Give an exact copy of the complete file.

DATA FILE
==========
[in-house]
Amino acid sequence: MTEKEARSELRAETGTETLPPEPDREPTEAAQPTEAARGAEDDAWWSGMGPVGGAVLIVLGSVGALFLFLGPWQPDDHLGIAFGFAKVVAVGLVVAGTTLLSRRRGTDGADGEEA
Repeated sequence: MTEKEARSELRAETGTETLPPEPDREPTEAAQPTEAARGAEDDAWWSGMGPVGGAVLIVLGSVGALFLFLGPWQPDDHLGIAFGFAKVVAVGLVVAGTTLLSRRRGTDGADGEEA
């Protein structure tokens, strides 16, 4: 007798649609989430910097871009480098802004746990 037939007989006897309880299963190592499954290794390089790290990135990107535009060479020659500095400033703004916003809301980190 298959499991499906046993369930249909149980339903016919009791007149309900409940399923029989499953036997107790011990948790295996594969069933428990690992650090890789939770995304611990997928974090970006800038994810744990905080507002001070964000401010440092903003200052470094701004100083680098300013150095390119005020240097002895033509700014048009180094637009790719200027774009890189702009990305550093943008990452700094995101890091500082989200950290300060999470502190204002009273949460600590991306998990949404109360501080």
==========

[in-house]
Amino acid sequence: MTEKEARSELRAETGTETLPPEPDREPTEAAQPTEAARGAEDDAWWSGMGPVGGAVLIVLGSVGALFLFLGPWQPDDHLGIAFGFAKVVAVGLVVAGTTLLSRRRGTDGADGEEA
Repeated sequence: MTEKEARSELRAETGTETLPPEPDREPTEAAQPTEAARGAEDDAWWSGMGPVGGAVLIVLGSVGALFLFLGPWQPDDHLGIAFGFAKVVAVGLVVAGTTLLSRRRGTDGADGEEA
């Protein structure tokens, strides 16, 4: 007798649609989430910097871009480098802004746990 037939007989006897309880299963190592499954290794390089790290990135990107535009060479020659500095400033703004916003809301980190 298959499991499906046993369930249909149980339903016919009791007149309900409940399923029989499953036997107790011990948790295996594969069933428990690992650090890789939770995304611990997928974090970006800038994810744990905080507002001070964000401010440092903003200052470094701004100083680098300013150095390119005020240097002895033509700014048009180094637009790719200027774009890189702009990305550093943008990452700094995101890091500082989200950290300060999470502190204002009273949460600590991306998990949404109360501080």